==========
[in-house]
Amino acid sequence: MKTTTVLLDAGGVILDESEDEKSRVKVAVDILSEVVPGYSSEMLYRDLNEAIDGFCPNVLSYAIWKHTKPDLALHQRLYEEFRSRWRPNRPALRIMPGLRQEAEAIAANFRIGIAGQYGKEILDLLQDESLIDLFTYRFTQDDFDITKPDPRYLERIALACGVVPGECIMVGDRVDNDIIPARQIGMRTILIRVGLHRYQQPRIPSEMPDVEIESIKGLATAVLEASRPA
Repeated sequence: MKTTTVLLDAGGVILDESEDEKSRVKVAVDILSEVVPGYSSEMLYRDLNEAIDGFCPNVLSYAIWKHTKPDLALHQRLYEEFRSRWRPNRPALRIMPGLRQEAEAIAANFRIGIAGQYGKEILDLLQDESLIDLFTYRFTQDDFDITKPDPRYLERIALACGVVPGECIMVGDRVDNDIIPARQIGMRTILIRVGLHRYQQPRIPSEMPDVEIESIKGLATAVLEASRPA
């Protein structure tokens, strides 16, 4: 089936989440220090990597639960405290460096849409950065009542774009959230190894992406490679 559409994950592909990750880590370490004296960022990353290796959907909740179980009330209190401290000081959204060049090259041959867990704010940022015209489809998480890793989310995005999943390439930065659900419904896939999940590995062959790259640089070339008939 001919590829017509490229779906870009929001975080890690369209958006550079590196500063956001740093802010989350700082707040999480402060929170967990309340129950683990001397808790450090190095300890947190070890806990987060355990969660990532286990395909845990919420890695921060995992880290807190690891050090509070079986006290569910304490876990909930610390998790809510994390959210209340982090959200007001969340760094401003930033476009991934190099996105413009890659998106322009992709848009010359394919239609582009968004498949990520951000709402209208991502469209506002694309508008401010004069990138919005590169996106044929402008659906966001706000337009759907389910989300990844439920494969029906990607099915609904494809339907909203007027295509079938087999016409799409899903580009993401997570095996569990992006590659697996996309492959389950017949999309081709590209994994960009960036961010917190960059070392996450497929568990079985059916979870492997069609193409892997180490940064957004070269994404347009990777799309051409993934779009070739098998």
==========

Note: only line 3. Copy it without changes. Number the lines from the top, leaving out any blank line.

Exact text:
Repeated sequence: MKTTTVLLDAGGVILDESEDEKSRVKVAVDILSEVVPGYSSEMLYRDLNEAIDGFCPNVLSYAIWKHTKPDLALHQRLYEEFRSRWRPNRPALRIMPGLRQEAEAIAANFRIGIAGQYGKEILDLLQDESLIDLFTYRFTQDDFDITKPDPRYLERIALACGVVPGECIMVGDRVDNDIIPARQIGMRTILIRVGLHRYQQPRIPSEMPDVEIESIKGLATAVLEASRPA